The United States has fought 12 major wars in its history. That’s an average of a major war every 20 years. The early ones were fought right here at home, but for the last century and a half or so, America’s armed forces have fought overseas. During that time, the country has gone from not even being a country at all to securing its status as the mightiest nation in the history of the world.
Through its military, the United States can project its awesome power anywhere in the world at any time under any circumstances. Sometimes those circumstances involve stopping bloodthirsty conquerors like Adolph Hitler. Other times, war is necessitated by attacks on America’s allies. In the most unfortunate chapters in its history, the U.S. dumped resources and human lives not into wars of necessity, but wars of choice. When the bloodshed starts, however, none of that matters to the people on the ground, and combat is what it’s always been—human beings fighting for their own survival and that of the people next to them on the field of battle.
Some battlefields have been actual fields. Others have been distant beaches, dense forests, lush jungles, barren deserts, soaring mountains, ancient villages, or frozen lands of ice and snow. Every single one of those places wasn’t a battlefield until the fighting began and every single one of them ceased to be a battlefield after the last shot was fired.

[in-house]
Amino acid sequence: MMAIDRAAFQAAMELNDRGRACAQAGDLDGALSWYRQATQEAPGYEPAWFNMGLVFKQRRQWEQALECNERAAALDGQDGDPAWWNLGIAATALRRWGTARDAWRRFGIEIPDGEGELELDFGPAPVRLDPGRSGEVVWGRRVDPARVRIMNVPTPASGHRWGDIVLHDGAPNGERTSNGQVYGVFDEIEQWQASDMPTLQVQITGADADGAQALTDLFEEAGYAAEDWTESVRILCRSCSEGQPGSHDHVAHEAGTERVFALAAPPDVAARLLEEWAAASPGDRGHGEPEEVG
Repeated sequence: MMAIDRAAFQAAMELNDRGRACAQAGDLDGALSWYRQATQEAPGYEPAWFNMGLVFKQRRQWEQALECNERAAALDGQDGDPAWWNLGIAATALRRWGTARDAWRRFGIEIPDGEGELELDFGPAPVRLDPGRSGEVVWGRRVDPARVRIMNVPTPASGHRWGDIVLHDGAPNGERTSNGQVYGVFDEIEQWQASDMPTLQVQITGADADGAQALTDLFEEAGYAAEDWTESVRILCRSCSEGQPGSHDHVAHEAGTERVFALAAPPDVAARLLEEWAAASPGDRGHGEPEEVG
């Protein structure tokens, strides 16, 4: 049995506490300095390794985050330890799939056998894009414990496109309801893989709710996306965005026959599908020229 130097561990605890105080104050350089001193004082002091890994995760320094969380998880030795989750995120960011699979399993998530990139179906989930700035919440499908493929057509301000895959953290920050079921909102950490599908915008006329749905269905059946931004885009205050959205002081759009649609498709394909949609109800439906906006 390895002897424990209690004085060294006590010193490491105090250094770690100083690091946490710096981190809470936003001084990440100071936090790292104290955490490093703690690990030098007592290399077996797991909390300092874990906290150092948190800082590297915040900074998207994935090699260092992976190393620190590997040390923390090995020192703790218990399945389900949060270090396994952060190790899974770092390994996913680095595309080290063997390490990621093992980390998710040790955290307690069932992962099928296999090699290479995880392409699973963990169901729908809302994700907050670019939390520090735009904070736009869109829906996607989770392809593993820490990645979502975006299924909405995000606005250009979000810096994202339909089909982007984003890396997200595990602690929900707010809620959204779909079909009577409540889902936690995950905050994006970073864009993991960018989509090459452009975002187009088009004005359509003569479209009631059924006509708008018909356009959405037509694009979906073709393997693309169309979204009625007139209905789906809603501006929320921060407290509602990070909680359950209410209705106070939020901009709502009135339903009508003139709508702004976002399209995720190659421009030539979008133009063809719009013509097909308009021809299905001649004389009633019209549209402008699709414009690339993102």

The following is an examination of what became of the sites where America waged its most important and often most brutal campaigns of war. Using a variety of sources, Stacker selected 25 historically significant battlefields in American history. For each one, Stacker investigated what happened there when the battles raged as well as what became of those hallowed grounds when the fighting stopped.
These are the battlefields that defined the United States military’s journey from upstart Colonial rebels to an invincible global war machine.
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